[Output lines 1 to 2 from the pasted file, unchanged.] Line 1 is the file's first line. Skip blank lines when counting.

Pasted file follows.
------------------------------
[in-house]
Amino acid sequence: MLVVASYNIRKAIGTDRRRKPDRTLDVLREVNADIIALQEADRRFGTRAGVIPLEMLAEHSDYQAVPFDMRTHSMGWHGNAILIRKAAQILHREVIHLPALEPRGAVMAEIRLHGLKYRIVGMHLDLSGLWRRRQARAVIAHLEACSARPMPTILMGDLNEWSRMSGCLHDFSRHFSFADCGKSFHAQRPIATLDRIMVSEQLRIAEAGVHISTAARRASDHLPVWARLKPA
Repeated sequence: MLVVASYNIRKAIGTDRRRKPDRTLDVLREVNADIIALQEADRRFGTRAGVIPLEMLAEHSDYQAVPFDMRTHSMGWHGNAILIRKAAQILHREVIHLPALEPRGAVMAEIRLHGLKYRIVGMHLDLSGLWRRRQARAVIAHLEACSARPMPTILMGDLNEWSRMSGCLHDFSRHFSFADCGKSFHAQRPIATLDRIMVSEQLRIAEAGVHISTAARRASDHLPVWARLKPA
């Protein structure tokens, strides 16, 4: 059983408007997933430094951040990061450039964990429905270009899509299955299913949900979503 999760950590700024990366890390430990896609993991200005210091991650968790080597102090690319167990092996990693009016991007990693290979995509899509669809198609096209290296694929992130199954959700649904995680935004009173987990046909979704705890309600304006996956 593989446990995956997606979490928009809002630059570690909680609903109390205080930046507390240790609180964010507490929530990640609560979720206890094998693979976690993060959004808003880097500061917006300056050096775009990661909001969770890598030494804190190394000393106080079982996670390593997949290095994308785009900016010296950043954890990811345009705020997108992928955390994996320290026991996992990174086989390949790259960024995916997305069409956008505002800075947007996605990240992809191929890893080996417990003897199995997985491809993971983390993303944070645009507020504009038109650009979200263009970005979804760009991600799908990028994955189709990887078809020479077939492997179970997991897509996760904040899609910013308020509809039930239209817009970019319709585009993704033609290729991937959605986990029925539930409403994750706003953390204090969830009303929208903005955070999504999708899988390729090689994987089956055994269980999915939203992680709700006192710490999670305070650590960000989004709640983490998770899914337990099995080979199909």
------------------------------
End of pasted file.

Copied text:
[in-house]
Amino acid sequence: MLVVASYNIRKAIGTDRRRKPDRTLDVLREVNADIIALQEADRRFGTRAGVIPLEMLAEHSDYQAVPFDMRTHSMGWHGNAILIRKAAQILHREVIHLPALEPRGAVMAEIRLHGLKYRIVGMHLDLSGLWRRRQARAVIAHLEACSARPMPTILMGDLNEWSRMSGCLHDFSRHFSFADCGKSFHAQRPIATLDRIMVSEQLRIAEAGVHISTAARRASDHLPVWARLKPA